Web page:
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Wednesday, December 24, 2008

Why Pakistan's military is gun shy By Syed Saleem Shahzad

According to reports, Islamabad has assured Indian leaders and international leaders such as British Prime Minister Gordon Brown that it is ready to take all steps demanded by the world community to avoid a war.

All the same, actions speak louder than words and the prevailing opinion in Western capitals and in New Delhi is that Pakistan will not undertake any real crackdown on militants.

This view is reinforced by the contradictory statements of Pakistani officials. On December 7, Pakistani authorities issued a statement that Azhar, the founder of the Jaish-e-Mohammad, had been placed under house arrested at his Bahawalpur residence in Punjab. But on December 17, first the Pakistan envoy to New Delhi and then Pakistani Foreign Minister Shah Mehmood Qureshi stunned everybody by saying that Azhar was at large and not in Pakistan.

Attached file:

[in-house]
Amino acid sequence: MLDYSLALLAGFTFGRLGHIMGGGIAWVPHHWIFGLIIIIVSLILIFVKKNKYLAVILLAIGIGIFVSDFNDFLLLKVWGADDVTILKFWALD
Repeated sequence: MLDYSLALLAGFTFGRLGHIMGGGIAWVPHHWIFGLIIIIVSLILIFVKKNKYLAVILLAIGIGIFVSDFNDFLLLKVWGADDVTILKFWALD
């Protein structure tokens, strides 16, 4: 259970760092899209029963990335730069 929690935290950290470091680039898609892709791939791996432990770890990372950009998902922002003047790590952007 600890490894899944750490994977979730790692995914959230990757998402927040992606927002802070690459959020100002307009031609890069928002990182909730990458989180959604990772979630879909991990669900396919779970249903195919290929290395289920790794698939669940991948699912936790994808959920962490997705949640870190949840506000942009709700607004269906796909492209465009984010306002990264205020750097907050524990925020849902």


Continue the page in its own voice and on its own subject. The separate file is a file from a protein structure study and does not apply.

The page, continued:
In this situation, the only peaceful place in Pakistan is Punjab, the largest province and the seat of government. But this peace can only be ensured through central Punjabi jihadi leaders like Hafiz Muhammad Saeed of the LET and southern Punjabi jihadi leader Azhar. Azhar has influence in the jihadi networks in Punjab and he convinced jihadis, after a wave of suicide attacks in Lahore, Rawalpindi and Islamabad, to go to Afghanistan and spare Punjab.

The highly demoralized Pakistan army has failed in the tribal areas and in the Swat Valley it has had to solicit peace accords. Opening up a new front in Punjab, which includes the port city of Karachi - the financial lifeline of the country - would be a disaster.

This explains the military's resistance to the government push to go full out against militancy, a move that would also compromise NATO's lifeline to Afghanistan.


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